Wavy Wool Pillow Using Recycled Fabric

Wavy Wool Pillow Using Recycled Fabric

I recently made this wavy wool pillow using recycled fabric that I’ve been hoarding for a while now. It was the perfect way to use up all the fabric odds and ends I had laying around the sewing room while adding a fun new piece to our living room!

Wavy Wool Pillow Using Recycled Fabric | Chambray Blues | www.chambrayblues.com

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Recycled Wool Pillow

I’ve adapted this post from my original blog, Designers Sweet Spot. Enjoy!

I have been hoarding pieces of wool for a while now and I knew I needed to figure out a way to use it. Inspiration struck me one day to make this wavy wool pillow using recycled fabrics! I love the end results. It was a fantastic way to use up some of my scrap pile while adding such a fun pop of color to our living room! I love it when I can make eco-friendly decisions while creating something new.

Recycled Fabric | Chambray Blues

These are 1/4 yard cuts of wool. Some are hand-dyed, others are not. Some are high-quality while most are cheap pieces used for various projects. A few are organic cotton, many are not. Pieces like these are typically used in quilting or appliqués. However, I had a different idea for them and with that idea, this pillow was created. The best part about this pillow is that it only took about an hour to make from start to finish! I love projects that I can finish easily in one sitting. While I love a challenge, sometimes you just don’t want to get invested into a lengthy project.

Wool Pillow Details | Chambray Blues

Supplies Needed

Pillow Directions

First, I created the wave pattern by cutting rectangular strips of wool 3 1/2″ wide. I used this piece of wavy Frog Tape as a pattern for the wave design. I cut one of the long edges into this wave pattern. After trimming the first piece and also double checking the measurements, I cut 8 more identical pieces for a total of 9 individual pieces (all of from varying fabrics).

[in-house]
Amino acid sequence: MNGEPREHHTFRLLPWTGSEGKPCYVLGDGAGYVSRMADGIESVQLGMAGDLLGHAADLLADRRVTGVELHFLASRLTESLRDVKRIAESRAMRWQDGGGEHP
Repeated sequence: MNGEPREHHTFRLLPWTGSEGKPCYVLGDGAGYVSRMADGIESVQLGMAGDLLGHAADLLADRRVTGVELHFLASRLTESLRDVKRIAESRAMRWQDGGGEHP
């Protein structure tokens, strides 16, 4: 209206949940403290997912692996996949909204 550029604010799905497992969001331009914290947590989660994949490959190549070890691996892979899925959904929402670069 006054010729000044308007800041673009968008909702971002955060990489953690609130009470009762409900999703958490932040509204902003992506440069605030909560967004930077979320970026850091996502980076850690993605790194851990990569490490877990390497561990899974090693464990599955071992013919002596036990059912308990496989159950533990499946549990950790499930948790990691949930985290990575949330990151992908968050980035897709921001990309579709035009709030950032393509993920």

Although I cut each piece from a different color of wool, you could also use all the same colors if you wish.

Recycled Fabric | Chambray Blues

The next step was to stitch them together. I found that my wool stretched slightly as I worked with it because of the bias cuts which made it a bit difficult to sew. I would recommend putting a piece of Stitch Witchery underneath each seam and fusing them together with a warm iron before stitching to eliminate some of the stretches.

To sew the pieces together, I overlapped the wave edge of the first piece on top of the straight edge of the piece underneath. I then topstitched along the wave edge from the right side. The blanket stitch worked well for this method. I used black thread so it would be easy to see and also some contrast to the pillow.

Recycled Fabric | Chambray Blues

This is what the pieces look like from the BACK SIDE. If your wool is thick, you may want to trim away some of the extra seam allowances to eliminate excess bulk in the finished design. I did not have to follow this step since my wool was rather lightweight.

Assemble each piece in this manner until you reach the last piece. For the last piece, I INVERTED the wave to have a straight edge on the right side. (Basically, the two wave edges overlapped for the last two pieces.) This gave me a straight edge on both the right and left sides which created a neat rectangular piece to sew the black flannel backing on. I left a hole of 6″ in which I could stuff the pillow with poly-fiber stuffing. Lastly, I slip-stitched it closed using a needle and thread.

Wavy Wool Pillow Using Recycled Fabric | Chambray Blues | www.chambrayblues.com

 

The pillow is my favorite addition to our living room! I love how the bright colors pop against our new teal sofa.

 

More Inspiration

Looking for more upcycled sewing inspiration? Here are a few other projects you may also love:

Make Old Jeans Fit Again: Easy Denim Hack

How to Make a Quilted Potholder From Scraps

Recycled Denim Vest

Thrifted Men’s Shirt Hack in 7 Steps

Scrappy Boho Necklace

 

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Wavy Wool Pillow Using Recycled Fabric | Chambray Blues | www.chambrayblues.com



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